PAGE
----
Abstract

In 2009, The “Natural hair movement” developed and was widely discussed in online discourse. The goal of this contemporary movement was to encourage Black women to wear their natural hair to work in an effort to combat internalized negative images Black women might have surrounding natural hair. This transformative movement resulted in many books and articles being written on the shared experiences and adversities many Black women face about choosing to wear their natural hair today in the workplace. These inspiring books and articles prompted this project which will track my journey and the results of conducting a Black hair questionnaire focused on the topic of natural hair. I ask: have societal pressures affected Black women in the workplace in their lifetime? Have they benefited from the resurgence of the natural hair movement? These surveys explore each woman’s individual experience with their hair journey. The survey results gave insight to what Black women experienced surrounding their hair and encouraged further discourse about this topic within the RIT community.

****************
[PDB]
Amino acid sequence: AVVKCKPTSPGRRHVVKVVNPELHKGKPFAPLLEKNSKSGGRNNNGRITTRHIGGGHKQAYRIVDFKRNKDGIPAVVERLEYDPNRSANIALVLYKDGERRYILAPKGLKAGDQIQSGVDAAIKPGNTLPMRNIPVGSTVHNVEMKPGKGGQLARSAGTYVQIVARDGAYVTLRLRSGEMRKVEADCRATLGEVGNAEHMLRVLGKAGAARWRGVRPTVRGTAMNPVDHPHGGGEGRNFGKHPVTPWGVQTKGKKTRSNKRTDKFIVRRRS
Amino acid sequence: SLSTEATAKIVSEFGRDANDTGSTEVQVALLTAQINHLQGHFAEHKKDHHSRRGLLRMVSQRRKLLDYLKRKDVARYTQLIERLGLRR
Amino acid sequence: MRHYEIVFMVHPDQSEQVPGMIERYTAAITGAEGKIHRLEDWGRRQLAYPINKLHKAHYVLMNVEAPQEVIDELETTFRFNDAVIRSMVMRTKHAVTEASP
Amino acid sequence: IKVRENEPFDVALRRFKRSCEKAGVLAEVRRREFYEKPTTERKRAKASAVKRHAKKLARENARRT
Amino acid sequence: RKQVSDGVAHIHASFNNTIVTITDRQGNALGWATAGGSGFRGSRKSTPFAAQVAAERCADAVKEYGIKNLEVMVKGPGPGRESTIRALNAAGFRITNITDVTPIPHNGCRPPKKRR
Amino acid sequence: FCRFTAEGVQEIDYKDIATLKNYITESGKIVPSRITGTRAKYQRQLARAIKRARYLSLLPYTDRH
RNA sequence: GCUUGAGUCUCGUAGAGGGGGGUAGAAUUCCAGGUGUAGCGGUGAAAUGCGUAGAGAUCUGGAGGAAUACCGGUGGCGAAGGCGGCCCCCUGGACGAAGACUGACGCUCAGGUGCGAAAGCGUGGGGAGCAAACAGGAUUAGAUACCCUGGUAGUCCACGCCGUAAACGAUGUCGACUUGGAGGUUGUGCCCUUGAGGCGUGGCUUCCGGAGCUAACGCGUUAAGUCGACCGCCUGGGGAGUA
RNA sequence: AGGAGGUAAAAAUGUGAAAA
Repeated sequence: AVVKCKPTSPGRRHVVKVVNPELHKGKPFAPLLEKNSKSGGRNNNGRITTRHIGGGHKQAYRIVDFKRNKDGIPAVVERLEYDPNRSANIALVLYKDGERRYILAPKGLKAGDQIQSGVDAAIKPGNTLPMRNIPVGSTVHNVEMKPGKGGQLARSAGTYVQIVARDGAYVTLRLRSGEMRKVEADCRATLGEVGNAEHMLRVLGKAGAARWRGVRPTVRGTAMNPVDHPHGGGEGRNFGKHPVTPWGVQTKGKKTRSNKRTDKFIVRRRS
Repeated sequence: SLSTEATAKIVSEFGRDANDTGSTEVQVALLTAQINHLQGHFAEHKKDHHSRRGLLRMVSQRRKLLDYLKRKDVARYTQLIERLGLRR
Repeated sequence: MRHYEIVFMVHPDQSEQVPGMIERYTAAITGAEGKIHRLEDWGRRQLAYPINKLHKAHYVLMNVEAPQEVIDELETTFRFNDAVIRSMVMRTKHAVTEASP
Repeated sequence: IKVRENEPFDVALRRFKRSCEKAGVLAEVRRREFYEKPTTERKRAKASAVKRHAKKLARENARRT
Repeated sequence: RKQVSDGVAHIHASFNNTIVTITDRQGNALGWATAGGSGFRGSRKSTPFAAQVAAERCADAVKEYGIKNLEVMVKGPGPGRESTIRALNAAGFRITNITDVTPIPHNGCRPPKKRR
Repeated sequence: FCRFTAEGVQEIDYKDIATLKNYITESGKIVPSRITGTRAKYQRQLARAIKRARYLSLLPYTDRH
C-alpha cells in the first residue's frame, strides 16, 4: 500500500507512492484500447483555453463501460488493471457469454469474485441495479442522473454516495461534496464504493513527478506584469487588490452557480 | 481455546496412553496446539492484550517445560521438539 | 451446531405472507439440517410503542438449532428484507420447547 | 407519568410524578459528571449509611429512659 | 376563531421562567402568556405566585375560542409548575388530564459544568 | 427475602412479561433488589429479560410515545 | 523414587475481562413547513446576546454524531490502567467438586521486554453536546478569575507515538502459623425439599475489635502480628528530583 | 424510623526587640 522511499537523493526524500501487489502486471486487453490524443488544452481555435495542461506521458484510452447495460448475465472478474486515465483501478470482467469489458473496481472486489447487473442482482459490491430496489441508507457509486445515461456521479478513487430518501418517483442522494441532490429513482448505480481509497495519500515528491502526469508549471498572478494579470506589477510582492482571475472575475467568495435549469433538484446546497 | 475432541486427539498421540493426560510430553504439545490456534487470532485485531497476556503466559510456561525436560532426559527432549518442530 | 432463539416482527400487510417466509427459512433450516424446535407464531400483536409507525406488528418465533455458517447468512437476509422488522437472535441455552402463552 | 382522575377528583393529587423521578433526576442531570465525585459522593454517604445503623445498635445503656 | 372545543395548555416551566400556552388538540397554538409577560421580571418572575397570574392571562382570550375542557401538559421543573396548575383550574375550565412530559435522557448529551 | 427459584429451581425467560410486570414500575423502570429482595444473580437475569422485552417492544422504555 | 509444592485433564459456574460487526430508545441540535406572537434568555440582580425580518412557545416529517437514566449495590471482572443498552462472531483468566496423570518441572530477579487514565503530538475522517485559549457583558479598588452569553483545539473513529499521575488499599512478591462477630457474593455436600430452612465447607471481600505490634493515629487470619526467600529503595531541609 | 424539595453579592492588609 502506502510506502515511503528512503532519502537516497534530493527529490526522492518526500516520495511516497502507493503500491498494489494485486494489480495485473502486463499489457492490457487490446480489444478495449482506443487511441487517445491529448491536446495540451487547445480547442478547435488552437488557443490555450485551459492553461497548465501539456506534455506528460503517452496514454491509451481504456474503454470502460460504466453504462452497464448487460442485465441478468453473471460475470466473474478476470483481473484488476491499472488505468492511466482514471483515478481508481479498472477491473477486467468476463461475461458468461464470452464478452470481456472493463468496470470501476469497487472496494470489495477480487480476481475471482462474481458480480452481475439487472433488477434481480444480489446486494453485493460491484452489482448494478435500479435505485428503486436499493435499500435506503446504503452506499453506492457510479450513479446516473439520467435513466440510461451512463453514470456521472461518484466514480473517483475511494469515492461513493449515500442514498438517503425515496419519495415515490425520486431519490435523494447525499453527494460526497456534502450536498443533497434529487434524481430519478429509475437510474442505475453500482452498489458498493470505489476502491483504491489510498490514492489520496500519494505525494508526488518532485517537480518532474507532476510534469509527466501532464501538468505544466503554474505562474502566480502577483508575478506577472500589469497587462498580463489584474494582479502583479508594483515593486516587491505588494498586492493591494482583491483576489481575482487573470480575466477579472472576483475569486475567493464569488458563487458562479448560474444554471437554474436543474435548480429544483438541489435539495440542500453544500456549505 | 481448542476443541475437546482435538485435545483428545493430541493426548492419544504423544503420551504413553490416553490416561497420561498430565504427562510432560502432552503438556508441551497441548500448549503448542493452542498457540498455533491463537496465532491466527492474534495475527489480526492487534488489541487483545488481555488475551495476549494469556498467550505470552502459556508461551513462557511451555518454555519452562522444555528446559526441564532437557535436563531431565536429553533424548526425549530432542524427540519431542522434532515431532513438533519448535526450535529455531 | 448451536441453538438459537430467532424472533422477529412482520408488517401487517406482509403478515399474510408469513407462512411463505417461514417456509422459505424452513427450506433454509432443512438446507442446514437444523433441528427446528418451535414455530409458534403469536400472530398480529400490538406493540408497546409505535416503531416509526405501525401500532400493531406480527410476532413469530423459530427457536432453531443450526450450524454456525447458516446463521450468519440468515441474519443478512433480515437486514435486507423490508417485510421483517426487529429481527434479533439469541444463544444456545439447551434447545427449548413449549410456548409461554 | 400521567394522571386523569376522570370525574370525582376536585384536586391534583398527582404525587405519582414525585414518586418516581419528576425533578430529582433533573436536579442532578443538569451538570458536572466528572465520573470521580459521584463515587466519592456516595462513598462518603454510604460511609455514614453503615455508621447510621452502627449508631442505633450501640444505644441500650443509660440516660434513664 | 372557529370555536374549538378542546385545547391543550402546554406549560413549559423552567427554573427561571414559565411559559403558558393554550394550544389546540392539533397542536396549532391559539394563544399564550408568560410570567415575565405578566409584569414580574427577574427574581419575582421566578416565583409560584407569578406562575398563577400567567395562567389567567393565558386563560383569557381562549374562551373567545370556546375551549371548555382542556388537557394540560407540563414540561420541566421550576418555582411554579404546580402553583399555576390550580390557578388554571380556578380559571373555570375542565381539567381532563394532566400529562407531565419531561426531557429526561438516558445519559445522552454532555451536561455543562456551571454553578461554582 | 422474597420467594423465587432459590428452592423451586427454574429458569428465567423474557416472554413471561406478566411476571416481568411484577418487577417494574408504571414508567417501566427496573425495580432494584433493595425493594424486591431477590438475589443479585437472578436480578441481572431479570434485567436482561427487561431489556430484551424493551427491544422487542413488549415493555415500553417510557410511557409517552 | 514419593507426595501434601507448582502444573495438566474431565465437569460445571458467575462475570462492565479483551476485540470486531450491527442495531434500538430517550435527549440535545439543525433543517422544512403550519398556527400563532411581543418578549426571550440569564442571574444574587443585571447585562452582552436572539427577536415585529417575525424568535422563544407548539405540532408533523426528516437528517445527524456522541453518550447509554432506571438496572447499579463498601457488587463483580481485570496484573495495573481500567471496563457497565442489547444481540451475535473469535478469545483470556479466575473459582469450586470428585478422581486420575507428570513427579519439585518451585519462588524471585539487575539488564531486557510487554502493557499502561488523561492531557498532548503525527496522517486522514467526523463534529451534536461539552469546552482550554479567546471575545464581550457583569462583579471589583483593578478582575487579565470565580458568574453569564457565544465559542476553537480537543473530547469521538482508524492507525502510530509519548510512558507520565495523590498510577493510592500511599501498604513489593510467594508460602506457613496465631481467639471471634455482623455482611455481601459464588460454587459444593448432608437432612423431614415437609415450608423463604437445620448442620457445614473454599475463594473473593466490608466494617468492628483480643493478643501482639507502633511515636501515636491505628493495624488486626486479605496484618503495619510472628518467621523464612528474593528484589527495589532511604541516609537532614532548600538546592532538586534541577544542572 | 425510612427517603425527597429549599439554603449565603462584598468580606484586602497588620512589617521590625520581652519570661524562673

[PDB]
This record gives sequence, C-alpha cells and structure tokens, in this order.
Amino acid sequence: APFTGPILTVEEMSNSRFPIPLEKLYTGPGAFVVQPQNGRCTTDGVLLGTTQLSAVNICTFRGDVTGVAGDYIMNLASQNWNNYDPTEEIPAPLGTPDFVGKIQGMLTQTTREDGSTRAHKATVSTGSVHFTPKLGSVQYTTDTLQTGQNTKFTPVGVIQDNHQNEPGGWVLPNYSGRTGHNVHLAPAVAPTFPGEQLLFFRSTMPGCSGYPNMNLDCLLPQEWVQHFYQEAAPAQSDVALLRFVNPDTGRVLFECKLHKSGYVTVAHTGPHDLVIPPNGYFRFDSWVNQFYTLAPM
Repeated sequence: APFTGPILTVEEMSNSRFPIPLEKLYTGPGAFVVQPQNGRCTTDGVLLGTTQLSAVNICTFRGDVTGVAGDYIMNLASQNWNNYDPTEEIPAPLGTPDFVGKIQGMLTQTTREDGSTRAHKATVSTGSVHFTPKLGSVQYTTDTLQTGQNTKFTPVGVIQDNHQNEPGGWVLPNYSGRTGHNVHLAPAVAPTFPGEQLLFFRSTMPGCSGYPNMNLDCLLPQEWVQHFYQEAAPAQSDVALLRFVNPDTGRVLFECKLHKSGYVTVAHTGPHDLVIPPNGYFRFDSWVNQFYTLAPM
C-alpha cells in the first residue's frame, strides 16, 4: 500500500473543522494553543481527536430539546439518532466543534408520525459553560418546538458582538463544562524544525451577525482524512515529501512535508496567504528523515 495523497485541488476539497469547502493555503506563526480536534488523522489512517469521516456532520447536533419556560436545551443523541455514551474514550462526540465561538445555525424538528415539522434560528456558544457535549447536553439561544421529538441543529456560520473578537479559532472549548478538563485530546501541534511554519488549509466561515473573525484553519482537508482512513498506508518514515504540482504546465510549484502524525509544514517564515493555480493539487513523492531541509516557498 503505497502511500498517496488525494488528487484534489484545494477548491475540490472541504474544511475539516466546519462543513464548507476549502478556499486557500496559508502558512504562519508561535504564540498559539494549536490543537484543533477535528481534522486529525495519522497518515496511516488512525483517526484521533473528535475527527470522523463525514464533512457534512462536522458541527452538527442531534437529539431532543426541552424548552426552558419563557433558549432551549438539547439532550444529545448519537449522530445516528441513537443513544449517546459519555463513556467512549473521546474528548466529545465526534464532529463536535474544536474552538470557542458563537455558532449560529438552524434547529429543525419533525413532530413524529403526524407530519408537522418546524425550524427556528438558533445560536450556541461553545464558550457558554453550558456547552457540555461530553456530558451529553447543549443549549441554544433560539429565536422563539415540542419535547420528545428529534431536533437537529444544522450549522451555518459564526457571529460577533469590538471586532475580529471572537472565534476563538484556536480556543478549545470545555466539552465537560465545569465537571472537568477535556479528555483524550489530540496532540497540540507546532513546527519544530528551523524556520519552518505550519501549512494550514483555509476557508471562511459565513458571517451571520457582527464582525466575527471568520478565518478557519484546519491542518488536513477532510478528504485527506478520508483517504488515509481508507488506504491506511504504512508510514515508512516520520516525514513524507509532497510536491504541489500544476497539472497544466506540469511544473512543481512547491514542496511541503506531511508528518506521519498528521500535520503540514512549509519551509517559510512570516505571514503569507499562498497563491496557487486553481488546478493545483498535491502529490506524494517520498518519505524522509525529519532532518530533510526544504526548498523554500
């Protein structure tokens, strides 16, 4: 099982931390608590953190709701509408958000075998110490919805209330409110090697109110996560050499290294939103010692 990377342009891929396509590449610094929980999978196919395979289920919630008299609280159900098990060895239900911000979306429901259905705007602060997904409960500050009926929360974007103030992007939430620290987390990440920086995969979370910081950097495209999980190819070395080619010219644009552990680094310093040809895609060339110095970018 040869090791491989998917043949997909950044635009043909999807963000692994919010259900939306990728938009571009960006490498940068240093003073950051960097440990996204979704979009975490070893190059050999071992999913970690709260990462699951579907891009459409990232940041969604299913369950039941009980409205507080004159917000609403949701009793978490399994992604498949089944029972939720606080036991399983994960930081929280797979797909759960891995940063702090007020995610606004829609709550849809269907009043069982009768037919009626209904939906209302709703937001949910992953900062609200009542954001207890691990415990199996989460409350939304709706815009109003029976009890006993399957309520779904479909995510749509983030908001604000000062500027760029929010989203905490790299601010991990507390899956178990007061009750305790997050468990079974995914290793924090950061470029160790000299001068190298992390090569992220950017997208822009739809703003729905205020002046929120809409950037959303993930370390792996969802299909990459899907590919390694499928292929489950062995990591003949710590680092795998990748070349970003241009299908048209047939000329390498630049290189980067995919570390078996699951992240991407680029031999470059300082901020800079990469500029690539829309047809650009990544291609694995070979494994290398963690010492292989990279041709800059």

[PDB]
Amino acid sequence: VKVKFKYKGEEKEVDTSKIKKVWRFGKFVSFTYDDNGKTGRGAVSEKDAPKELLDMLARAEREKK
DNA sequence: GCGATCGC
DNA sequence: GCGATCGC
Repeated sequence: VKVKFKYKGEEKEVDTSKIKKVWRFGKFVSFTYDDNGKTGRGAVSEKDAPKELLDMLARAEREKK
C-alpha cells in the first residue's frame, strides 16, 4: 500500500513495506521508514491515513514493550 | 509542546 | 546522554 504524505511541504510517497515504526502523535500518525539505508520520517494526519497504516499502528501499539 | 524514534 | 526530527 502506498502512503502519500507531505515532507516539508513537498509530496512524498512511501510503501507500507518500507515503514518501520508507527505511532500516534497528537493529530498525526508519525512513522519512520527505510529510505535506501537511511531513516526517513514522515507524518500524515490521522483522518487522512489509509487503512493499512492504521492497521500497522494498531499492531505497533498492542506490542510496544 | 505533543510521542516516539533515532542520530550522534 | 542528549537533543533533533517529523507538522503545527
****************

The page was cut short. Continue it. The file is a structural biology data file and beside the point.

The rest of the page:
Publication Date

4-2020

Document Type

Thesis

Student Type

Undergraduate

Degree Name

Museum Studies (BS)

Department, Program, or Center

Department of Performing Arts and Visual Culture (CLA)

Advisor

Tamar Carroll

Advisor/Committee Member

Katrina Overby

Advisor/Committee Member

Tina Lent

Campus

RIT – Main Campus

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